Said study was conducted by Crewther et al. and published recently in the Biology of Sport. It examined the effects of two equal-volume resistance-training protocols upon strength, body composition and salivary hormones in male rugby union players.
The scientists used a crossover design, involving 24 male rugby players (mean age 29.8 ± 6.8 years; height 179.5 ± 7.9 cm; body mass 92.9 ± 12.2 kg) with at least 2 years of resistance-training experience (3-4 times per week) who completed a 4-week full-body (FB) and split-body (SB) training protocol of equal volume during the competitive season.
"Both training approaches involved 3 weekly sessions (Monday, Wednesday and Friday) completed between 1600 to 1800 hours. Training involved 8 repetition maximum lifts for selected exercises, performed for 3-6 sets with rest periods of 60-90 seconds between sets and exercises. In the FB protocol, all muscle groups were ex ercised during each of the 3 weekly training sessions, while in the SB protocol only a sub-set of the muscle groups was exercised dur ing each session. The prescribed exercises included; back squats, leg curls, leg press, bench press, bent-over row, pull downs, shoulder press, bicep curls and calf raises. To equate for training volume, the total number of repetitions prescribed each week were identical (i.e. FB training = 21 exercises, 2-3 sets × 8 repetitions; SB training = 13 exercises, 3-6 sets × 8 repetitions). The 2 protocols are commonly used in research and practice and these were incorporated into the weekly schedule of the study population to improve the ecological validity of our findings. A standard warm-up was performed before all training sessions comprising of basic exercises performed with increasing intensities and stretching of the major muscle groups , with the athletes self-selecting the inten sity and duration of stretching" (Crewther. 2016).One repetition maximum (1RM) strength, body composition via skinfold measurements and salivary testosterone (T) and cortisol (C) concentrations were assessed pre and post training.
|Figure 1: Rel. changes in strength (1RM in bench presses and squats) and body composition (body mass, body fat (%), fat mass and fat free mass) during the FB and SB training phases (Crewther. 2016).|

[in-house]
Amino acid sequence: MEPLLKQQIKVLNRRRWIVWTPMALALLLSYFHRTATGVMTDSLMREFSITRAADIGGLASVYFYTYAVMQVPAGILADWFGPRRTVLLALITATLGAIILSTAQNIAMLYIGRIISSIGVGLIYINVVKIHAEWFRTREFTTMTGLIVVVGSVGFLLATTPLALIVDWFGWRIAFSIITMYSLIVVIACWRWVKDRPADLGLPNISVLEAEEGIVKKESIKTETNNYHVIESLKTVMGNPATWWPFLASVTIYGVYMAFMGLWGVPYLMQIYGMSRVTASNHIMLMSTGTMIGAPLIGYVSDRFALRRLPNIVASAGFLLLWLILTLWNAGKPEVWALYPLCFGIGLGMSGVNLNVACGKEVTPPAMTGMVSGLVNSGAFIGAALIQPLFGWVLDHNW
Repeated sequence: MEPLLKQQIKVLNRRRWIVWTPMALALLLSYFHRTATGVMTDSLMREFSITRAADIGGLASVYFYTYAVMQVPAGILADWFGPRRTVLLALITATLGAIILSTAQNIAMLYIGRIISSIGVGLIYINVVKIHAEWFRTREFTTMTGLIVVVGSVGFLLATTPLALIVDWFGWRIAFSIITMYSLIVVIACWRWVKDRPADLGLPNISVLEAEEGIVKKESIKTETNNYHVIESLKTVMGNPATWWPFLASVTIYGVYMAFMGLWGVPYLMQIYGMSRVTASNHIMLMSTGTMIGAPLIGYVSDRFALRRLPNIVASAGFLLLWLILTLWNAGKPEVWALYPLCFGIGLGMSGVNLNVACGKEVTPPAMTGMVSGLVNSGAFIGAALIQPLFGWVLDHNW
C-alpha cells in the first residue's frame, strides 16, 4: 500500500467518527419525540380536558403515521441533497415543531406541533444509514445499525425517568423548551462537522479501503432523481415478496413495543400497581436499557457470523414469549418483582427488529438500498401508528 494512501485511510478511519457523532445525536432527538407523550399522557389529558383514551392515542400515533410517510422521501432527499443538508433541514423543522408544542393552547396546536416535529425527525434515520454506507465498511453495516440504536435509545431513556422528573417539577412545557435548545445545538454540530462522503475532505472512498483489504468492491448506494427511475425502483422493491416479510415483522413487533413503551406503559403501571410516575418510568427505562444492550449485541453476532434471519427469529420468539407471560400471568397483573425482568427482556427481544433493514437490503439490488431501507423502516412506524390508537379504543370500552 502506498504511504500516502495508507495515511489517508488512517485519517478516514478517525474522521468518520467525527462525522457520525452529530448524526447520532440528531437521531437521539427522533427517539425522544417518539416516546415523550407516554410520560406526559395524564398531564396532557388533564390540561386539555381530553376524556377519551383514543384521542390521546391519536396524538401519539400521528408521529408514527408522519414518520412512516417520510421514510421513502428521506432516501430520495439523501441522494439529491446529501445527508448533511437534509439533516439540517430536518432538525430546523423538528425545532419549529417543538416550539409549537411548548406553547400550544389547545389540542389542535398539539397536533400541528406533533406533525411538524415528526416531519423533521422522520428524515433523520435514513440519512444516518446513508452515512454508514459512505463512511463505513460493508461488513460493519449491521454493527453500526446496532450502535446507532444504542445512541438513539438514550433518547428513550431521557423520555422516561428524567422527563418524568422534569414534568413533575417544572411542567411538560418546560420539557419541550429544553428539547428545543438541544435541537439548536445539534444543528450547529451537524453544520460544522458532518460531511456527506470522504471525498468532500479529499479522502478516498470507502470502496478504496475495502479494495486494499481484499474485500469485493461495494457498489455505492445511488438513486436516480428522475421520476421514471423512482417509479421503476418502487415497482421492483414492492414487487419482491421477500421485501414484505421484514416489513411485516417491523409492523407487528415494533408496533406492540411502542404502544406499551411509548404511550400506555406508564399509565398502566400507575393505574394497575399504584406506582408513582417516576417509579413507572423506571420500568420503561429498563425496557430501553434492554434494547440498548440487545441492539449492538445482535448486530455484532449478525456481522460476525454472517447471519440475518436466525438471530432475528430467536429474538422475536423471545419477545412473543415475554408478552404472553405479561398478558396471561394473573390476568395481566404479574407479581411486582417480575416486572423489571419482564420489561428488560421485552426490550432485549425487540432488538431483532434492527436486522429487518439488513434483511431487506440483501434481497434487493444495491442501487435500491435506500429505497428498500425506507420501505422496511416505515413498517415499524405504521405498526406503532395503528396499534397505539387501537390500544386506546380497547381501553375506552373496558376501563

|Figure 2: Post training period (not immediately post-workout) changes in hormone concentration (Crewther. 2016).|
"slope testing on the individual responses identified positive associations (p ≤ 0.05) between T and C concentrations and absolute 1RM strength in stronger (squat 1RM = 150.5 kg), but not weaker (squat 1RM = 117.4 kg), men" (Crewther. 2016),a result that does not exactly make it easier to decide whether the hormonal differences were corollary or causative for the differential effect on the body composition of the athletes. What is quite clear, though, is that even within a short window of training, both, FB and SB protocols, can improve strength and body composition in rugby players.
In that, the scientists rightly point out that "[t]he similar strength gains highlight training volume as a key adaptive stimulus" - a result we've encountered in numerous previous studies, as well. What is "news", though is that the program structure (i.e. FB or SB) had a measurable influence on the the body composition and hormonal outcomes, of which the latter were only partly (namely in the strong athletes) related to the strength gains.
- Crewther BT, Heke TOL, Keogh JWL. The effects of two equal-volume training protocols upon strength, body composition and salivary hormones in male rugby union players. Biol Sport. 2016;33(2):111–116.